Vaccine-derived polio virus found in Telangana, this isn't India's first

Despite being 'polio-free' since 2011, cases of Vaccine Derived Polio Virus, while infrequent, have surfaced time and again in India
Vaccine-derived polio virus found in Telangana, this isn't India's first
Vaccine-derived polio virus found in Telangana, this isn't India's first
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On Tuesday, the Telangana government found an active P2 strain of Vaccine Derived Polio Virus (VDPV) in a sample collected from a drain. The state government sounded a global emergency and is administering polio vaccines to about 3 lakh children in Hyderabad and Ranga Reddy district as a precautionary step.

While India’s drive to eradicate polio has been internationally appreciated, cases of Vaccine Derived Polio Virus (VDPV) have surfaced in India time and again, pointing towards an implementation loophole.

Previous cases of VDPV in India

While India has been termed polio-free since 2011 (the last report of WPV was in 2011), this does not count cases of VDPVs, whichsignify continually low levels of immunity to the virus in a community. These occur when routine immunization (RI) is not done regularly.

For instance, in 2009, the virus was detected in East Champaran, Bihar in an 18-month-old boy. According to the Indian Pediatrics report cited above, it appeared that the boy had received several doses of pulse polio but not of RI, making him susceptible to the virus.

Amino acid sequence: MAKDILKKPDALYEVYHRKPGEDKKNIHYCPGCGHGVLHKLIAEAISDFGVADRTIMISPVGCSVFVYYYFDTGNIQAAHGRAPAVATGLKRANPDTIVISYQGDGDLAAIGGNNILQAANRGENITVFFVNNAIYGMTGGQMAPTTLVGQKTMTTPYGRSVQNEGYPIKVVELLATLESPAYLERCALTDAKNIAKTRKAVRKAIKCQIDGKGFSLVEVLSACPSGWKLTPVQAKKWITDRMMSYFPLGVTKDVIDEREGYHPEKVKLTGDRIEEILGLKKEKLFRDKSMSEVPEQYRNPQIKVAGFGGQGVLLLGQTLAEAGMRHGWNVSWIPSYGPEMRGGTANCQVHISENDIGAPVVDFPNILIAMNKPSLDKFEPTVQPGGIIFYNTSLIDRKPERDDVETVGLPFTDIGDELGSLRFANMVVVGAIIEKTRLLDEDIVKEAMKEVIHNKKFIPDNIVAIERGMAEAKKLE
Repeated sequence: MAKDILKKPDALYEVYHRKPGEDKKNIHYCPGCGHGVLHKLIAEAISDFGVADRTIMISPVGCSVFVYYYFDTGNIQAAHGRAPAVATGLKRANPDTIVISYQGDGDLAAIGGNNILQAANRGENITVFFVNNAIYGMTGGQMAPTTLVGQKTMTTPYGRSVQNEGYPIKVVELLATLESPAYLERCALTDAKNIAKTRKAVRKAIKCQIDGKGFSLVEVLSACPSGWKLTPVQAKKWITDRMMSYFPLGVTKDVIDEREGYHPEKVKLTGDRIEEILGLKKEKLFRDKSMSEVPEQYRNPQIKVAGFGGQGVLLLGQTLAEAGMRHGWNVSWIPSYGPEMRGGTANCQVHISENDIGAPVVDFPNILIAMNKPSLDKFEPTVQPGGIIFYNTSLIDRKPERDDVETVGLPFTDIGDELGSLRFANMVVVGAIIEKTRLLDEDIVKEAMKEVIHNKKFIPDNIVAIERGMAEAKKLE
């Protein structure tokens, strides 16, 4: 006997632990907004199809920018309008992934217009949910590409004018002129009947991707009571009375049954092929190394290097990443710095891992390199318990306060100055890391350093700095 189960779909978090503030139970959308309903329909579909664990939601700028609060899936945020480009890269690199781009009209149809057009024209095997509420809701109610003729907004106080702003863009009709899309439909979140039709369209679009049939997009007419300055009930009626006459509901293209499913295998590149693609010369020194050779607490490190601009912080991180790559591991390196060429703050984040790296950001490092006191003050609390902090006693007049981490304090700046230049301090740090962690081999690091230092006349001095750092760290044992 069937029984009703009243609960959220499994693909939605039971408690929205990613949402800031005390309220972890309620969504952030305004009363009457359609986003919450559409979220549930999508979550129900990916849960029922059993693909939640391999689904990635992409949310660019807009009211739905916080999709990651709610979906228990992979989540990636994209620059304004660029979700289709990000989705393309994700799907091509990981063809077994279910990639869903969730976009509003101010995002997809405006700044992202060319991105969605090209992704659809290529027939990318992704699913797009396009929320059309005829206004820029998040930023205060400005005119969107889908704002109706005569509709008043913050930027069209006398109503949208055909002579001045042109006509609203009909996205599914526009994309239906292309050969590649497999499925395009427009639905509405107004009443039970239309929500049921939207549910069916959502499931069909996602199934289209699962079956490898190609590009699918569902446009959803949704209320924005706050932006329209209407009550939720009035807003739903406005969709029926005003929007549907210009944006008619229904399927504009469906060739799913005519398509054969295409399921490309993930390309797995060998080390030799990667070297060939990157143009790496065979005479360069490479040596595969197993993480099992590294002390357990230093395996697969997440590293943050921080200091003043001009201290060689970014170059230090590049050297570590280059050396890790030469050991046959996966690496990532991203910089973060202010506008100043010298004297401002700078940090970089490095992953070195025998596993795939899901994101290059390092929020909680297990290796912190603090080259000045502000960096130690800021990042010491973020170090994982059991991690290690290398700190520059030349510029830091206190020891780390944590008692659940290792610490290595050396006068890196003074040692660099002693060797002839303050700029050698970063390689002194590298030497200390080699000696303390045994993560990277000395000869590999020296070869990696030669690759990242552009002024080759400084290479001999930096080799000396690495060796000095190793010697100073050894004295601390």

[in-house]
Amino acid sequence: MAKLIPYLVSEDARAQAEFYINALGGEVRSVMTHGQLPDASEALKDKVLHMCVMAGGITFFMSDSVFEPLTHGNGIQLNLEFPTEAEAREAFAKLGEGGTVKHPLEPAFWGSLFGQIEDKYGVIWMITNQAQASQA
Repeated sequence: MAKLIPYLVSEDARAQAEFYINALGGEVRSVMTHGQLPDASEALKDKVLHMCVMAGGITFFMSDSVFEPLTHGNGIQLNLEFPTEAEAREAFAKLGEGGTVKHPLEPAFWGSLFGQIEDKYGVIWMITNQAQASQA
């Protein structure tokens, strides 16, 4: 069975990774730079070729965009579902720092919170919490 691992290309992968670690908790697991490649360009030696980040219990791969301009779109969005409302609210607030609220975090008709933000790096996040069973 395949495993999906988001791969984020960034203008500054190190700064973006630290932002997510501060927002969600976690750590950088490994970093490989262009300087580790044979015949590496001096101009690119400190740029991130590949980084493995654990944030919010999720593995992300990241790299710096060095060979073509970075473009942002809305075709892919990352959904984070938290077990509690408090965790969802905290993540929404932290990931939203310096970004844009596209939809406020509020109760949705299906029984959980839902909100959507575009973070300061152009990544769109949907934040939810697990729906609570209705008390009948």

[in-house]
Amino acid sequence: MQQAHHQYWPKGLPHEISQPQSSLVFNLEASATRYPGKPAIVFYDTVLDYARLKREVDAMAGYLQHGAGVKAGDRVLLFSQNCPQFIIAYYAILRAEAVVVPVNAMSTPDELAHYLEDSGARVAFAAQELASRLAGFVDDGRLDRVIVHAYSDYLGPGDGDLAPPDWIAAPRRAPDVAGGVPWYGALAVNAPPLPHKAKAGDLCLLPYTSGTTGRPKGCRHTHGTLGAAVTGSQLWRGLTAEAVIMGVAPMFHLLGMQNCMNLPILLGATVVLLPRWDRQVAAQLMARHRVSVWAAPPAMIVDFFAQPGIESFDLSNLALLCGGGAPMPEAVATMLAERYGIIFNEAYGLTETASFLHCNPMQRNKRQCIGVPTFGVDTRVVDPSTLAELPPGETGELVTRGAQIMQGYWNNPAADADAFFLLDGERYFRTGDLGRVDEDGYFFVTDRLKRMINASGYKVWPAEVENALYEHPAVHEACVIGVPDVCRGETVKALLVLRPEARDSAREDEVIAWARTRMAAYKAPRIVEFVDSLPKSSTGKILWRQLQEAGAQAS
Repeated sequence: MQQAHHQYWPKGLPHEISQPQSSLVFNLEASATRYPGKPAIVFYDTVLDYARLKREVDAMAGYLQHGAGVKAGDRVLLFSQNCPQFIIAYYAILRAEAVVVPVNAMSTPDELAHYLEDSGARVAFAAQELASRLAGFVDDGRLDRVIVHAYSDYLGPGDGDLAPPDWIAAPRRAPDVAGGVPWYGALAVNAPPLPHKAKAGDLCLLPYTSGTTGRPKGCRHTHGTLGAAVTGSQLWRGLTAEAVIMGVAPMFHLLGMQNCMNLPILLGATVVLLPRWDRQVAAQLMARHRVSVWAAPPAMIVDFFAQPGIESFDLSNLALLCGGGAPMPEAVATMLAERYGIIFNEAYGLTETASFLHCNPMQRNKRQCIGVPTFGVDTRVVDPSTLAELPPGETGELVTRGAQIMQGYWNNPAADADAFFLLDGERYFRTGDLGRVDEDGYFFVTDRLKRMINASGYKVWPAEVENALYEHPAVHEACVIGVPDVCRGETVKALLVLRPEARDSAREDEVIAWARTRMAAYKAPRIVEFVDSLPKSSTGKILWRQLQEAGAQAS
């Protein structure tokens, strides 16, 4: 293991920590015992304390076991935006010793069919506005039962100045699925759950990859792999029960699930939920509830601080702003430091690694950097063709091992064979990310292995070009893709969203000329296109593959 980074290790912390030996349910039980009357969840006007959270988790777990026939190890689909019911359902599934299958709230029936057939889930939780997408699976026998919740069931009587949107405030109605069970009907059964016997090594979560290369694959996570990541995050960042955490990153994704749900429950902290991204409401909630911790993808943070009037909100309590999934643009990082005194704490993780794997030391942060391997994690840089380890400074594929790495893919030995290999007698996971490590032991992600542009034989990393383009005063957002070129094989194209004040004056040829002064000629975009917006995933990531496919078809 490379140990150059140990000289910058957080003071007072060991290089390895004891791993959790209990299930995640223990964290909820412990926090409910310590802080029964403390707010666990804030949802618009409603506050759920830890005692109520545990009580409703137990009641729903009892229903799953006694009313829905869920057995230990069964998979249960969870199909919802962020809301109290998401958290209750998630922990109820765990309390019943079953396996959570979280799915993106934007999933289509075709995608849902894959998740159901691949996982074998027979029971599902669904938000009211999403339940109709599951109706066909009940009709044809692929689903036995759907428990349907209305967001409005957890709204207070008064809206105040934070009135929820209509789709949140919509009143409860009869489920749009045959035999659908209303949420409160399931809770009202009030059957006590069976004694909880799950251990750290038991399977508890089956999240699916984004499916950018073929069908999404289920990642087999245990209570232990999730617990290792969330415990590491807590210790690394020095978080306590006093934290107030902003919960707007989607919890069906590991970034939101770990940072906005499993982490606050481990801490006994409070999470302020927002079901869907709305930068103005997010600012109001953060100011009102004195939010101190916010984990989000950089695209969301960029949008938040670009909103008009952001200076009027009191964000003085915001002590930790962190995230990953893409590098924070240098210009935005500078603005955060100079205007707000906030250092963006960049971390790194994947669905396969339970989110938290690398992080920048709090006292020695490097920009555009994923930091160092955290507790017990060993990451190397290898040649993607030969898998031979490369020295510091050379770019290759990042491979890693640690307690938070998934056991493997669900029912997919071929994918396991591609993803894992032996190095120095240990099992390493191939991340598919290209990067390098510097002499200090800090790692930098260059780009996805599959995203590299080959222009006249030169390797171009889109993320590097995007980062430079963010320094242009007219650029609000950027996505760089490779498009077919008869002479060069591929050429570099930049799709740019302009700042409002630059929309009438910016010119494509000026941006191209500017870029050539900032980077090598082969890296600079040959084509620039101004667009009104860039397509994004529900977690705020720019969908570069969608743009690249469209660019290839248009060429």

In the same year, two cases of VDPV were detected in Assam’s Dibrugarh district. This was two months after a 4.5-year-old child wasdetected with a vaccine-derived strain. Massive immunization drives followed.

In November last year, an infant was detected with a polio strain which was also a case of VDPV, in Delhi. Before, this, another case was reported in Maharashtra in 2013.

Although India even received a certificate from the WHO in 2014, the status of polio-free comes with caveats. According to a report in The Hindu, between January 2014 and March 2015, India reported four cases of VDPV from four states. Further, while cases of acute flaccid paralysis (AFP) due to polio have decreases, cases of non-polio acute flaccid paralysis (NPAFP) have been on the rise. The latter is clinically similar to polio except that it is not caused from the polio virus.

Between 2011 and 2014, India has seen about 50,000 cases of NPAFP, which, the report says, is directly related to administration of the OPV. According to WHO, cases of VDPV and NPAFP can be tackled only by switching to IPV or Injectable Polio Vaccine.

India made the IPV a part of its routine immunization in November last year, but the detection of VDPV in Telangana suggests that more remains to be done to tackle the situation comprehensively. 

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